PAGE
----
Originally posted by Stephen Anderson on 25-Apr-16 04:44:26 PM UTC
I am trying to bleed my Wagner hydraulic steering. I have identified the bleed fittings on the opposite side of the line connections on the cylinder. Unfortunately I can seem to figure out how to open them. I thought it was a hex screw...but every thing I stick in the fitting doesn't seem to this some kind of push button fitting? What am I doing wrong? Any help is appreciated!
Originally posted by Matthew Layman on 20-Mar-16 11:01:17 PM UTC

Hi everyone. I have a 1982 Sundowner 30 for sale. This boat is located in the SF Bay Area. She has original Pathfinder diesel engine that is still running strong. I have full documents on this boat. She is in need of repair. The interior needs work and so do many other systems on the boat. There are many extra items included in the sale. I purchased this boat from a friend with the intention of overhauling her. She is now up for sale. This is an extremely rare opportunity to own a Sundowner for a fraction of the cost.

Please PM me for details and pictures. Price is $17,500.00

She needs work but is a prime candidate for a retrofit.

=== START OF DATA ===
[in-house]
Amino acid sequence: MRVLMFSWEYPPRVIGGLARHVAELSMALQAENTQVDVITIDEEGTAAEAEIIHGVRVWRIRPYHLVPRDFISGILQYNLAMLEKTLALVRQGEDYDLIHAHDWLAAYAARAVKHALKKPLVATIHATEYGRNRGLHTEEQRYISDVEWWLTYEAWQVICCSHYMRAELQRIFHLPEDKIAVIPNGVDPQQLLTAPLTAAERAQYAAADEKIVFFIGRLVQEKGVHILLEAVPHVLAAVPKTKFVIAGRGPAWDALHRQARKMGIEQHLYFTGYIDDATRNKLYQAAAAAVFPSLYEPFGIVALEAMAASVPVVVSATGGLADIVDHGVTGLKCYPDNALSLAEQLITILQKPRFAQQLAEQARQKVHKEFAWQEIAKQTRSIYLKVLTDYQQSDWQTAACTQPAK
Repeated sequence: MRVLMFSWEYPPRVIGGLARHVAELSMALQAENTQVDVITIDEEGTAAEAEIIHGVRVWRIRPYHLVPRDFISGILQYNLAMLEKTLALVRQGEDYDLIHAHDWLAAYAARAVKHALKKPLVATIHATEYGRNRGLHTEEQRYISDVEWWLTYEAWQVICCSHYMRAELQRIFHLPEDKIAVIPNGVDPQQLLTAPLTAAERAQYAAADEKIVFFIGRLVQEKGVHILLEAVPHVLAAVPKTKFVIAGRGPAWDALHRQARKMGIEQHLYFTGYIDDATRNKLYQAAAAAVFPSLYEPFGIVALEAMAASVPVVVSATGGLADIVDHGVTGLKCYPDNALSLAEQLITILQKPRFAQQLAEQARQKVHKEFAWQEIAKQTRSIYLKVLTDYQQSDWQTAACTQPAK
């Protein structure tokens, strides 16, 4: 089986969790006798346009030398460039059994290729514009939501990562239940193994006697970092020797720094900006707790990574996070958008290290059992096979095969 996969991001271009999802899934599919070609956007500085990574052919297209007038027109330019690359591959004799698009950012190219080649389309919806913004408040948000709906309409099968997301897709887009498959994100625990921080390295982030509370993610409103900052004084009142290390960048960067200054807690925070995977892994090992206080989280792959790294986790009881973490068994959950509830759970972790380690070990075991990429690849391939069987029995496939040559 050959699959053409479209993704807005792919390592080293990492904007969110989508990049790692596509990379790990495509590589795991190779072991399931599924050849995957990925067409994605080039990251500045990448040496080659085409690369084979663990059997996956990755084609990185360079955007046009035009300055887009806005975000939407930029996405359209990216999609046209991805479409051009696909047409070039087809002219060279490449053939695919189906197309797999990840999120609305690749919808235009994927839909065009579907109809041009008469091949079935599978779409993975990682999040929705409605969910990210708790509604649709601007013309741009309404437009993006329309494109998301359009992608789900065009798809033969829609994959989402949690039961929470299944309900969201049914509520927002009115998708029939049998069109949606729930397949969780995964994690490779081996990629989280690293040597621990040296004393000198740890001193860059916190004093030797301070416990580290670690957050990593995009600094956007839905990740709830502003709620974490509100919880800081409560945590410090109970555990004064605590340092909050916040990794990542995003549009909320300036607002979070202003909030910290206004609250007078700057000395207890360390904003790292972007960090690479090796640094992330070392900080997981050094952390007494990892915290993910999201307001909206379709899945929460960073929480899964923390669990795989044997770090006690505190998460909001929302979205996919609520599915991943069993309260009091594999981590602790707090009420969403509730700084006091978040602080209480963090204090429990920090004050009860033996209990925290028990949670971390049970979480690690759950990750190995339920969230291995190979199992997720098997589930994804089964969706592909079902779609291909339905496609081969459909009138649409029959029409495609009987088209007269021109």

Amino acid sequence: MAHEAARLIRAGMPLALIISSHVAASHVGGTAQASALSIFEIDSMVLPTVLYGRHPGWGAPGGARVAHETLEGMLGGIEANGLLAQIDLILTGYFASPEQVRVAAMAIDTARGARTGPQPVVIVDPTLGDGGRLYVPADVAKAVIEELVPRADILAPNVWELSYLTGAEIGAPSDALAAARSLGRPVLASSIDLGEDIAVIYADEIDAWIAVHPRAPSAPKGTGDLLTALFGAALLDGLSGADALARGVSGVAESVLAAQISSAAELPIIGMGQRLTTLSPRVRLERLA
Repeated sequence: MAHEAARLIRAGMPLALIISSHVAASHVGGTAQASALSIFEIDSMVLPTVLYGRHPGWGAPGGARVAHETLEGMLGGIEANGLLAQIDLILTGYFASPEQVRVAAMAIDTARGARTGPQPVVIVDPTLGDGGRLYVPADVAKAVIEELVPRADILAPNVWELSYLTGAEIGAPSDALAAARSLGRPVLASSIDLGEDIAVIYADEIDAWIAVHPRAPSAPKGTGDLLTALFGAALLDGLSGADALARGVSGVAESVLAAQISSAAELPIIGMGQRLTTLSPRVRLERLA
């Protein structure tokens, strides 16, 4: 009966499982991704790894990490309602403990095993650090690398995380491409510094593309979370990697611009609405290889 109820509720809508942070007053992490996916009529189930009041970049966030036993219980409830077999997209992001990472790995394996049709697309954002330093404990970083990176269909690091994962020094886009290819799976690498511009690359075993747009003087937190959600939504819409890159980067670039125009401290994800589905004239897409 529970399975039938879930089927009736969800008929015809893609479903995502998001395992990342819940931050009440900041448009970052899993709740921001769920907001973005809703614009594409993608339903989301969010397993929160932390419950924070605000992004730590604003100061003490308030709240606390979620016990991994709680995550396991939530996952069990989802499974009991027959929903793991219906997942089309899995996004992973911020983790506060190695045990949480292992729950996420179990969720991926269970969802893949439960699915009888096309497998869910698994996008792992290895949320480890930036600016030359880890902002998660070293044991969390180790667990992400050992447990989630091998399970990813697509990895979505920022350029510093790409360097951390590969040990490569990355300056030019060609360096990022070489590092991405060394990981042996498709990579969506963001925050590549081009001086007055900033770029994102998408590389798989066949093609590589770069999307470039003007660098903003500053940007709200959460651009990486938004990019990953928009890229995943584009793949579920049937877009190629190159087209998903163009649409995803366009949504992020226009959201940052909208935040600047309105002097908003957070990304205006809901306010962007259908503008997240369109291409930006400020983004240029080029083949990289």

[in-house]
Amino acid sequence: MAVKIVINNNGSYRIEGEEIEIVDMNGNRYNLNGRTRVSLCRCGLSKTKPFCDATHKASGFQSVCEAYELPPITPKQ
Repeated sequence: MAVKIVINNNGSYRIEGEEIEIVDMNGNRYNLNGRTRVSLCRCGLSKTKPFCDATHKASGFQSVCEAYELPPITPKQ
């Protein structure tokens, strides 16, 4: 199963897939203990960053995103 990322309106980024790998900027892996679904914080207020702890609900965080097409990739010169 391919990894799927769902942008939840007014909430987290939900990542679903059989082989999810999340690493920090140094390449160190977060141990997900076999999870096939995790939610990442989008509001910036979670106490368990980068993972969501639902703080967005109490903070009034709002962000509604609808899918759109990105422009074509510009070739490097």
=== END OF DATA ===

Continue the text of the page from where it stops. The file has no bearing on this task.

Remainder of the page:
Originally posted by Aaron Bartling on 15-Mar-16 06:47:07 PM UTC

Joe, I started a new topic since I wasn't able to reply on your topic.

There are four ways I know to get out the old diesel tanks. 1. Cut up the tanks in place to remove them. I think this would be a very messy dirty and dangerous job in a confined area even if you were able to remove most of the fuel. 2. Cut a larger hole in the aft deck. I did this and will describe it later. 3. Remove the seat back in the salon and pull the tanks out through there into the salon. 4. Cut a hole in the starboard or port hull and remove them through this hole. This is an especially scary idea but is commonly done to replace motors and other large objects in yachts. I wouldn't consider doing this without an expert fiberglass man to repair the glass and gelcoat.

I just replaced my tanks by cutting a larger hole in the deck that was in a grout joint of the teak flooring. This worked out very well and I recommend it. Although my boat already came with a large rectangular hatch that I thought would be large enough to pull the tanks out but when you start to swing the tanks up they need a larger hole. The larger hole also gave me more flexibility when adding the new tanks as well as replacing the floor under the tanks. If I were to do it again I would look into removing the seat back in the salon as this might have been an easier option. If you currently have a small hatch cover I would recommend replacing it with a rectangular larger one which makes future access to the large storage available under there easy. Mine is fabricated out of fiberglass with a couple of half pipes glassed in for added strength. You can literally jump on it without any danger of damage.